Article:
(Vatican Radio) Pope Francis sent greetings to the Jewish community, as they celebrate Yom Kippur, the Day of Atonement. It is considered the holiest day on the Hebrew calendar. The Holy Father was speaking to the United States Bishops in St. Matthew's Cathedral in Washington, DC.
"I would like to send my greetings to the Hebrew community, to our Jewish brothers, for whom today is a sacred day, Yom Kippur," Pope Francis said. "I hope the Lord brings down his blessing of peace and will keep in life and holiness, according to the Word of the Lord we have heard today: Be Holy, for I am Holy," he continued.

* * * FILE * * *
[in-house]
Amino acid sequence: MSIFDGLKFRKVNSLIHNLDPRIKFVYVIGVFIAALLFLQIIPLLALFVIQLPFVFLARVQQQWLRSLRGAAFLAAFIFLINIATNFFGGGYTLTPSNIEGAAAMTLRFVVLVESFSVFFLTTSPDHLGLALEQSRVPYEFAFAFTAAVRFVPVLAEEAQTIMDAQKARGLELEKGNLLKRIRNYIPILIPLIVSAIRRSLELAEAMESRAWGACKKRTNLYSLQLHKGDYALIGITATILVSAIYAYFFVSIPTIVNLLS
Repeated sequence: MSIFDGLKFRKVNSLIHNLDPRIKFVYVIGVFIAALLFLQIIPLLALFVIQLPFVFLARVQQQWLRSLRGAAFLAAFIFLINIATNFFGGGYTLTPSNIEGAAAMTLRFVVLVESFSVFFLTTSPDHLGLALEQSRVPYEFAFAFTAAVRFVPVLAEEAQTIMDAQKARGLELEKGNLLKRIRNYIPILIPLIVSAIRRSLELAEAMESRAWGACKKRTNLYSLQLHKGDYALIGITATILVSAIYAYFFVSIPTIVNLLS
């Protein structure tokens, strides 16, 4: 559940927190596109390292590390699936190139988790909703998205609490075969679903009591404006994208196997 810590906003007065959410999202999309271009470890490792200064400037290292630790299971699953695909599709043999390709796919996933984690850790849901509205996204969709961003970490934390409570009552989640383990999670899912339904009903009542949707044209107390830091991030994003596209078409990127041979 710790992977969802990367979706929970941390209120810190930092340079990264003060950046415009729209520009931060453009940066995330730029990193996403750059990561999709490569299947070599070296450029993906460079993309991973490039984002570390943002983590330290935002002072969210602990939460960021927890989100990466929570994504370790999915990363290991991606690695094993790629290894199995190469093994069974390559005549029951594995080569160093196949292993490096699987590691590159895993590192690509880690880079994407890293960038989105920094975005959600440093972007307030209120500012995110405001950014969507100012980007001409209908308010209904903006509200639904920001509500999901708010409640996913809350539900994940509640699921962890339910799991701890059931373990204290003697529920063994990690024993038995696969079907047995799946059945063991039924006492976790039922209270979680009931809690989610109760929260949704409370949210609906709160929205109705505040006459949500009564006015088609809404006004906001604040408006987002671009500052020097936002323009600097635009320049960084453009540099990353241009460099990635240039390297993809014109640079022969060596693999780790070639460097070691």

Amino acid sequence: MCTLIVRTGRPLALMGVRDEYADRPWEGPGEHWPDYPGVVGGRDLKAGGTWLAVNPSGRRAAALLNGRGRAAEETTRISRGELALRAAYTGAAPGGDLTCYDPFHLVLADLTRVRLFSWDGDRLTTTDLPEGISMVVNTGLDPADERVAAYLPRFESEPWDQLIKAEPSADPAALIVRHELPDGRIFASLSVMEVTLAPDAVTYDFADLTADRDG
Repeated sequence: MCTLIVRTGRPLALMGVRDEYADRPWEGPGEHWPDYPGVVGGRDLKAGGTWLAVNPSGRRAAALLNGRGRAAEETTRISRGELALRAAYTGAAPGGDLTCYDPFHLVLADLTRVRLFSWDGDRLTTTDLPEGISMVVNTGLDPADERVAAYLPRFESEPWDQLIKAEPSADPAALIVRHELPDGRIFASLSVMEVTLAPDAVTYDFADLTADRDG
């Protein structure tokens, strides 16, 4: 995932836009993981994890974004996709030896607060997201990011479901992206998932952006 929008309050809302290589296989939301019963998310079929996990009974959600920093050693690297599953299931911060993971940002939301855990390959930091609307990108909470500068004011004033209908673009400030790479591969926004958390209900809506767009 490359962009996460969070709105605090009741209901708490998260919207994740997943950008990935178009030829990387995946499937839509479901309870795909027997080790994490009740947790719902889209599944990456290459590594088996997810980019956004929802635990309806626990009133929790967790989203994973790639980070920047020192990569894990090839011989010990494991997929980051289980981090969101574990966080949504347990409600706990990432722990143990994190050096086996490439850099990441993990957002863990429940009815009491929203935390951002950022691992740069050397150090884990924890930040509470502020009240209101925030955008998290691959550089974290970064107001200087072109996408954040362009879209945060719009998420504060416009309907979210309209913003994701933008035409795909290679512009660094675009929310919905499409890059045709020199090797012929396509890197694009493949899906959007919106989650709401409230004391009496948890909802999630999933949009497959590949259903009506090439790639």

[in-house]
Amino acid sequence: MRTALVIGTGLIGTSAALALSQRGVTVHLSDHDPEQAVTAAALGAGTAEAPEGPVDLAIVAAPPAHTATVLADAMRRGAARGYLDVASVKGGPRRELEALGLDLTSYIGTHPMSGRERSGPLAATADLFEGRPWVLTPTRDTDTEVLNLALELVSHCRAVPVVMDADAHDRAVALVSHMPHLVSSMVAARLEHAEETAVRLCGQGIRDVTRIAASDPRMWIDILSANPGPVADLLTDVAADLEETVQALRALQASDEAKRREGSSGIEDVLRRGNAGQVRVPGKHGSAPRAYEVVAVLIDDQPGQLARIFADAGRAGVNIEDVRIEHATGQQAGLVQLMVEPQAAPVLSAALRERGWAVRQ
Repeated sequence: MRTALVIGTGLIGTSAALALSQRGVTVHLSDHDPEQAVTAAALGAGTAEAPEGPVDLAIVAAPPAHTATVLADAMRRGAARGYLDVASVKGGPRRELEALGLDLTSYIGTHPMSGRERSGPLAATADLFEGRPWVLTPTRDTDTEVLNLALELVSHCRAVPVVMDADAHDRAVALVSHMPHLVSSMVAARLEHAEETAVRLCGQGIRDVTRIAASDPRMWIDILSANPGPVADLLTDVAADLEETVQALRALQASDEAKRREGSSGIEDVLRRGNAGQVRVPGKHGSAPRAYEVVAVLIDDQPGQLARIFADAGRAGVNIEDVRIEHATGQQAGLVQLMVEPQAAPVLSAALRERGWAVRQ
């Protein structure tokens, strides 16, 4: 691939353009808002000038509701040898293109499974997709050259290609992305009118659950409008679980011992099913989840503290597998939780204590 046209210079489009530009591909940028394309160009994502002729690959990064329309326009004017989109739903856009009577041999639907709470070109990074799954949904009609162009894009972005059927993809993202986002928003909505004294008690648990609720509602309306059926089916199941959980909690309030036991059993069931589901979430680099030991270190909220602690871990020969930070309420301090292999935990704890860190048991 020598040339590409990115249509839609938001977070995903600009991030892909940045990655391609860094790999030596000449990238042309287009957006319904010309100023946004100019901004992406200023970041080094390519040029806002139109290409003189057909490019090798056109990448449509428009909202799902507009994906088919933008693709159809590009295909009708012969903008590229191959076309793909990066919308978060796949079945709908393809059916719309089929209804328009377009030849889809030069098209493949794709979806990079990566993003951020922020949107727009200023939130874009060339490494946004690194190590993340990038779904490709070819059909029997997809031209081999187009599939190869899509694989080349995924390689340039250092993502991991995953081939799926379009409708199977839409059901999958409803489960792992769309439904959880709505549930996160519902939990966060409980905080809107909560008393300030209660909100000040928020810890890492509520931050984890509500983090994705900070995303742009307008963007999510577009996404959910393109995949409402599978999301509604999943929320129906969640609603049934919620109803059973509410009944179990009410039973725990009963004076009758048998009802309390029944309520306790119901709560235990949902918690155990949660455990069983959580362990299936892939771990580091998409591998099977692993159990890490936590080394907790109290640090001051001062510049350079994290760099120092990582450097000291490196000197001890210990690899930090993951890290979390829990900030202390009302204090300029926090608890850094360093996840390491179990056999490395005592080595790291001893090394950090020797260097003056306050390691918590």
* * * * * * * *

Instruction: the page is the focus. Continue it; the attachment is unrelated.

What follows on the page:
The Shalom Center, a Philadelphia-based Jewish community, organized a Yom Kippur service at Washington’s Lincoln Memorial, to bring attention to the issue of the environment. The service not only used passages from rabbinical literature, but also quoted Pope Francis' Encyclical Laudato Si'.
"The fact that the pope has spoken out so powerfully and so clearly [on climate change], and the fact that he is going to be speaking at the UN and Congress and meeting with the president, means that the work many of us have been doing for years is on the front page," said Rabbi Arthur Waskow, who founded The Shalom Center. He told the Huffington Post the Pope's message on the environment "takes the work we're doing it and gives it front and center place in people's consciousness."
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